Nidal Malik Hasan was two men.
One was the proud Army major who wore battle fatigues to mosque; the other, the proud Arab who wore Muslim garb in civilian life.
What brought Hasan's identities into fatal conflict was his belief that Iraq and Afghanistan were unjust wars, and his shock that he, a Muslim, was to be sent to serve in one of those wars, against fellow Muslims -- a sin against Allah meriting damnation.
Hasan was conflicted by a dual loyalty -- to the country he had sworn to protect, and to his perceived duty as a Muslim. When Hasan told his neighbor that morning, "I am going to do good work for God," the call of jihad overrode his oath of loyalty as an American soldier.
Hasan proceeded to shoot, wound or kill 44 U.S. soldiers, and die on what he saw as the side of right, the side of Islam, against America. "Allahu Akbar!" -- "God is great!" -- Hasan shouted as he began firing.
An Internet posting by "Nidal Hasan" compared suicide bombers to medal-of-honor winners who throw themselves on grenades to save fellow soldiers. Hasan had decided to become a suicider for Allah.
Though this was an act of treachery against his fellow soldiers, of treason in wartime, of terrorism and mass murder, Hasan must have seen himself as a hero and martyr.
Few ever commit atrocities like this. But conflicts in identities and loyalties are common in the cauldrons of war.
"Let none but Americans stand guard tonight," said Washington at Valley Forge. Irish Catholics deserted the Union army to fight beside Mexican Catholics in the San Patricio battalion against what they thought was American aggression. Honored today by Mexico, the San Patricios were hanged when captured by Winfield Scott's army.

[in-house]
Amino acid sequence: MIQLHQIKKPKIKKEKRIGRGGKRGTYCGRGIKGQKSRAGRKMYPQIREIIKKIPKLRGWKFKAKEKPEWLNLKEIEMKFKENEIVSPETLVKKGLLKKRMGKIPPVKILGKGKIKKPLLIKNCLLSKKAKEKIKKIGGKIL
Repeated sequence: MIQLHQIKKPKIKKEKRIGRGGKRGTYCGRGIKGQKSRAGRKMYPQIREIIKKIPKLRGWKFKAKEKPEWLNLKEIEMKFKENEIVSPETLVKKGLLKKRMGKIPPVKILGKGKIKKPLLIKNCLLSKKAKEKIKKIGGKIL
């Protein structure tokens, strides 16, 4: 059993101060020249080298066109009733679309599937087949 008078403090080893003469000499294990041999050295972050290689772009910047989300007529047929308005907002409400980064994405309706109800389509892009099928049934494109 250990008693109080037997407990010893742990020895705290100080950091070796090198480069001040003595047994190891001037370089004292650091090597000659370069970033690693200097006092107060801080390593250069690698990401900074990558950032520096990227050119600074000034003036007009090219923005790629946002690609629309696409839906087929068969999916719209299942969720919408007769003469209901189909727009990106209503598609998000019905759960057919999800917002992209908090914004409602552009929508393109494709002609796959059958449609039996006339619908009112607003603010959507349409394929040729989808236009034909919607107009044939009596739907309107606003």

In Scott's march to Mexico City was Robert E. Lee. The hero of Buena Vista was Col. Jefferson Davis, who had married the daughter of his commanding officer, future President Zachary Taylor. Davis went on to serve in the Cabinet of Franklin Pierce and the U.S. Senate.
Yet, in 1861, Davis and Lee would depart the service of their country to wage war against the United States on behalf of their new nation and the kinfolk to whom they belonged and whom they believed had a right to be free of the Union. Were they traitors -- or patriots?
This is not to compare the deeds of the San Patricios, Jefferson Davis and Robert E. Lee, all of whom declared themselves openly and fought heroically and honorably, with the crimes of Maj. Hasan.